It’s not Barren in The Burren

Peter Morrell goes to County Clare in Western Ireland and discovers an abundance of wild flowers, delicious food and dramatic scenery

The Burren

The Burren

Siobhan Ni Ghairbith with her goats at St Tola

Siobhan Ni Ghairbith with her goats at St Tola

A St Tola Log being formed

A St Tola Log being formed

The Burren Smokehouse

Mosaic at the Burren Smokehouse

Birgitta and Peter Curtin (c)Burren Ecotourism

Birgitta and Peter Curtin (c)Burren Ecotourism

View of The Burren and Galway Bay from the Gregans Castle Hotel

View of The Burren and Galway Bay from the Gregans Castle Hotel

Doonagore Castle along the Wild Atlantic Way

Doonagore Castle along the Wild Atlantic Way

The Burren Perfumery

The Burren Perfumery

Wild Flowers and Orchids

Wild Flowers and Orchids

The Wild Flowers and Hills of The Burren

The Wild Flowers and Hills of The Burren

Cow on Pat Nagel's Farm

Cow on Pat Nagle's Farm

With Ziggerat shaped hills, fields of rock slabs looking like the floor tiles of a giant’s lair and the nearby cave Poll na gColm, pronounced Pole na Gollum, it’s no wonder that J.R.R. Tolkien drew his inspiration from this wild place for the Lord of the Rings.

The Burren

I was in The Burren, one of Ireland’s six national parks. The karst formations of limestone are covered with faults and ridges which have been de-nuded of top soil by retreating glaciers. This has left a lunar landscape where it is difficult to imagine that anyone or anything could survive. In fact the entire area is teeming with life, under the stewardship of dedicated farmers and committed food producers.

Arriving in Shannon from London Heathrow on a frequent Aer Lingus flight was the start of a two day culinary adventure following parts of the Burren Food Trail. I would be meeting local artisans who are keeping traditional crafts alive, sampling their produce and appreciating the raw beauty of the area and the nearby Atlantic coast.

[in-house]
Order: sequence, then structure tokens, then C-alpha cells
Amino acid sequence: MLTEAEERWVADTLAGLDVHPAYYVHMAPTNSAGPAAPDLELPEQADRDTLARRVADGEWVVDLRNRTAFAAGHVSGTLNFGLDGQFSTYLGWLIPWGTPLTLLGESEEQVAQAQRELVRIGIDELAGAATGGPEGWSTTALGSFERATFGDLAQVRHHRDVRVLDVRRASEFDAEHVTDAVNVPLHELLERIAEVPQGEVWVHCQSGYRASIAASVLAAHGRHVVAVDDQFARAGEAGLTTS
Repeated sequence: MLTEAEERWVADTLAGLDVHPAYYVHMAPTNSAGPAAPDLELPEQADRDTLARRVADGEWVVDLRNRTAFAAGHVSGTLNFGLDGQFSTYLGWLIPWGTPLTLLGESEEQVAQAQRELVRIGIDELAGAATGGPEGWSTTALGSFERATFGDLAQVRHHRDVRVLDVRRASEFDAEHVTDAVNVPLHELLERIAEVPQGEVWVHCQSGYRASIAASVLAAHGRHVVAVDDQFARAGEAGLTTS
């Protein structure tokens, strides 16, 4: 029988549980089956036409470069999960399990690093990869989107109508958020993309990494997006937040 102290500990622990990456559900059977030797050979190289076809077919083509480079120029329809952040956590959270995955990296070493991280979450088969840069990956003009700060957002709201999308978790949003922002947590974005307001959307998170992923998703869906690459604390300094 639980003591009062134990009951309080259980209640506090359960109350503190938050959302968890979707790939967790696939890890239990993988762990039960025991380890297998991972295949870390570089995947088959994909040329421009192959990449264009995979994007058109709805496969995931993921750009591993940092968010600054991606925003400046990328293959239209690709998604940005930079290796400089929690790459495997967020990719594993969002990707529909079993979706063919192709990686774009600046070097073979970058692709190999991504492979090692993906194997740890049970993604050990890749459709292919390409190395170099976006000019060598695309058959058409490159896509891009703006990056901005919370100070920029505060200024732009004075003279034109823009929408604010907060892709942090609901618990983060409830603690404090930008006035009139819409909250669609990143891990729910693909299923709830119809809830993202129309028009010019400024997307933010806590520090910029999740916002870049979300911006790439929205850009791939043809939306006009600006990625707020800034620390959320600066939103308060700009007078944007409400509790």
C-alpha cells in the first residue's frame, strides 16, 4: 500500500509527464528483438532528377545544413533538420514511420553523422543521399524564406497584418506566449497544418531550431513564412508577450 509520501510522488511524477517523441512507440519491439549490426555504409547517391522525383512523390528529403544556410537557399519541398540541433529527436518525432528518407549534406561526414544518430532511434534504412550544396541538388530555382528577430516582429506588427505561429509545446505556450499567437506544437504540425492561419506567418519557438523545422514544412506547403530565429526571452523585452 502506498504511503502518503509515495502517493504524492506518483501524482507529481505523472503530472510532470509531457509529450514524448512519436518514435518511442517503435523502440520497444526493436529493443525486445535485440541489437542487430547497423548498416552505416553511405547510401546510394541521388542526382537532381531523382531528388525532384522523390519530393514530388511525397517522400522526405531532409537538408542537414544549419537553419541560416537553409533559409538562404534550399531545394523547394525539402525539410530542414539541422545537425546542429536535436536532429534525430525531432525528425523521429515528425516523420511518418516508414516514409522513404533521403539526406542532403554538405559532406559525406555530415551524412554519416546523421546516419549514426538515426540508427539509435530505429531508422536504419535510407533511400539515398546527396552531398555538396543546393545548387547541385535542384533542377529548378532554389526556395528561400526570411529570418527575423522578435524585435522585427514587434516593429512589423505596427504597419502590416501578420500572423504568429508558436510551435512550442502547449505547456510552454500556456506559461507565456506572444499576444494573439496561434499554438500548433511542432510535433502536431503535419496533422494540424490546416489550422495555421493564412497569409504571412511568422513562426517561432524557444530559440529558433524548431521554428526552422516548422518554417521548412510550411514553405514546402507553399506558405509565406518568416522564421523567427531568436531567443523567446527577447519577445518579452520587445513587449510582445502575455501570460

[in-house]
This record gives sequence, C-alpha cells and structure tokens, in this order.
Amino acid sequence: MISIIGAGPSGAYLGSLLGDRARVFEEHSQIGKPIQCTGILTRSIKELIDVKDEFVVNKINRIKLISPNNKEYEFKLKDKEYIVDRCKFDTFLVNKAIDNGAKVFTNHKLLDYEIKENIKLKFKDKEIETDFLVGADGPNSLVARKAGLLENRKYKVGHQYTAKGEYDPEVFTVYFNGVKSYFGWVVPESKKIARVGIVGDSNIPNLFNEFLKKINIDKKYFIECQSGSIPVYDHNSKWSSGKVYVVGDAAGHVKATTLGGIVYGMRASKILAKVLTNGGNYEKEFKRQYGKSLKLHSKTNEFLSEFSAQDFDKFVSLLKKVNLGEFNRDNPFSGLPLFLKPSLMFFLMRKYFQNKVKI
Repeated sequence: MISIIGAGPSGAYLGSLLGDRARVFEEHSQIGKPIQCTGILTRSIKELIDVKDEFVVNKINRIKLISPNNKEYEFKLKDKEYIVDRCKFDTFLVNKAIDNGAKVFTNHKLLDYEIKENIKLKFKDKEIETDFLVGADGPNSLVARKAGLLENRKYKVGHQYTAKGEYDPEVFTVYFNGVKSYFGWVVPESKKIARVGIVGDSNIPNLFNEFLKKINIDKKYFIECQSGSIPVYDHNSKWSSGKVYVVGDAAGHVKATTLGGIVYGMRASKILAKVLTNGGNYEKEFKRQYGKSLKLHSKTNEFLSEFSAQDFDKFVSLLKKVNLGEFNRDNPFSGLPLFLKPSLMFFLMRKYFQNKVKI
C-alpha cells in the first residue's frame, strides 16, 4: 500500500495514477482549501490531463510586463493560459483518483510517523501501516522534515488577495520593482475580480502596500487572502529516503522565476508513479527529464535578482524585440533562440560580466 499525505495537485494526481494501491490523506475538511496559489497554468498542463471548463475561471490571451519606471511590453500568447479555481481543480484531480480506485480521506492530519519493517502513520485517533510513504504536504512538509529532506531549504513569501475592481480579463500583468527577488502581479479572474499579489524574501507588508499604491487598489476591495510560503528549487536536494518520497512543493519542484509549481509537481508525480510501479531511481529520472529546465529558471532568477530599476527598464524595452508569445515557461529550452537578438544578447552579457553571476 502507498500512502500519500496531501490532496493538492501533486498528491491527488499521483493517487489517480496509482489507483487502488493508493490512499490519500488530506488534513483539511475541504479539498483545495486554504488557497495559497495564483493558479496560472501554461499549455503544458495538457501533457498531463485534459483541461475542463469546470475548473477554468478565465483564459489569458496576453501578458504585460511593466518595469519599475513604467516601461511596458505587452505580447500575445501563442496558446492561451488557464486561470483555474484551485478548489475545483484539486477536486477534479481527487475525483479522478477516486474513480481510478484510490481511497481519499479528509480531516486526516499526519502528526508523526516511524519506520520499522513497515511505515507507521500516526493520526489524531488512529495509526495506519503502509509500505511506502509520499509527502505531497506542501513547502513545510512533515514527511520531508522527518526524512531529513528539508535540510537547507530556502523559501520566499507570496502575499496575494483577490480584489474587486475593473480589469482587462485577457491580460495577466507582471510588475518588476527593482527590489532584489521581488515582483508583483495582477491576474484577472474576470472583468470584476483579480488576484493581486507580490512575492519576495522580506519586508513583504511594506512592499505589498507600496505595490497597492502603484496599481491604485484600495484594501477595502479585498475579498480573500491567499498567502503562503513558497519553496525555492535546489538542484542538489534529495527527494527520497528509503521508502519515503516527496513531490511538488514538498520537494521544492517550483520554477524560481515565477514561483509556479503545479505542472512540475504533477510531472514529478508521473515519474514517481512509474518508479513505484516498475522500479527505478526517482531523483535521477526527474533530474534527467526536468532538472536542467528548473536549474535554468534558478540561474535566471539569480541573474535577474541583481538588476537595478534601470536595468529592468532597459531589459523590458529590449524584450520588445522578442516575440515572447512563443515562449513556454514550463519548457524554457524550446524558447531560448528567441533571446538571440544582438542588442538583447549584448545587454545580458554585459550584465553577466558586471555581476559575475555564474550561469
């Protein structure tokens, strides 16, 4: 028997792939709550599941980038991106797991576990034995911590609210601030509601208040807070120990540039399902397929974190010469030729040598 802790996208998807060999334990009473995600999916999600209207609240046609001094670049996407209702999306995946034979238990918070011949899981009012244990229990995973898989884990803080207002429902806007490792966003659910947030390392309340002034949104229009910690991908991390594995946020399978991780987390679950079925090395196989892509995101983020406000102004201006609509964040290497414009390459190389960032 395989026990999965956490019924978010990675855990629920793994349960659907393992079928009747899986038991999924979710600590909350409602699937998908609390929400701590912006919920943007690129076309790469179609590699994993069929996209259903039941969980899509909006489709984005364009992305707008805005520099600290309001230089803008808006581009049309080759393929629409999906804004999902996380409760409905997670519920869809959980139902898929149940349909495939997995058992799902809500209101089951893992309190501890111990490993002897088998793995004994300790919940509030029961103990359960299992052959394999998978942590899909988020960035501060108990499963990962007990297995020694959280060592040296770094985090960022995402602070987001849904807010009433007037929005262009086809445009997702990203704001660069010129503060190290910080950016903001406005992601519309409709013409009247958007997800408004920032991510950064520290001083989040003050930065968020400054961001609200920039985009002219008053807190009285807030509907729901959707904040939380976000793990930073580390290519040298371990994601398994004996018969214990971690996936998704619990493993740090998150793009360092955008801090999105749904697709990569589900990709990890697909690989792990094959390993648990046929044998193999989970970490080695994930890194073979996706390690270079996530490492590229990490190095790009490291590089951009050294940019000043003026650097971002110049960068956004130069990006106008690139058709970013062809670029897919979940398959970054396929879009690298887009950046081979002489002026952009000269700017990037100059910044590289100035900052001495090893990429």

St Tola

First stop was the farm which makes St Tola goat’s cheese. I was greeted by owner Siobhan Ni Ghairbith, we first took a look at the herd, a mix of Saanen, British Alpine and Toggenburg animals.. The goats are kept in a light, airy barn, they are mild mannered and all in excellent condition.

Distance from milking parlour to the cheese producing rooms is about 10 feet, so freshness and quality are guaranteed. Siobhan and her team make a range of excellent cheeses, their logs both plain and ash covered are a familiar sight in London’s Neal’s Yard Dairy and other good cheese mongers.You can pop in to the on-site farm shop to stock up on their products and you may even get a peek at the herd.

Lisdoonvarna

My next stop was the charming little town of Lisdoonvarna. Each year in September it hosts Europe’s largest matchmaking festival, a month long, it attracts up to 40,000 people. Bachelor farmers come in search of a suitable wife while the women are keen to bag a handsome husband. While its original intent was serious, its now a big party and in October there is now an LGBT version.

The Roadside Tavern and Burren Smokehouse

Lunch was in the Burren Brewery at The Roadside Tavern, here I met Peter Curtin, whose family have owned the pub since 1893. As the founder of the Burren Tolkien Society Peter regaled me with stories of the author and other facts about the characters in the local area. I feasted on smoked salmon washed down with one of the beers from Peter’s on-site micro-brewery.

I could have sat there all afternoon listening to the craic but Peter together with his wife Birgitta also own the Burren Smokehouse and he was keen to show me their visitor centre and the kilns where my lunch was produced.

The smokery is adorned with hand crafted mosaics both inside and out. The tour started by watching a short video describing the history of food smoking and sampling some of their products. In the small shop was a family from the USA who had made the pilgrimage to see where their mail order smoked salmon came from. Downstairs were the fish preparation rooms and the ovens where the metamorphosis from raw salmon to sublime taste experience takes place.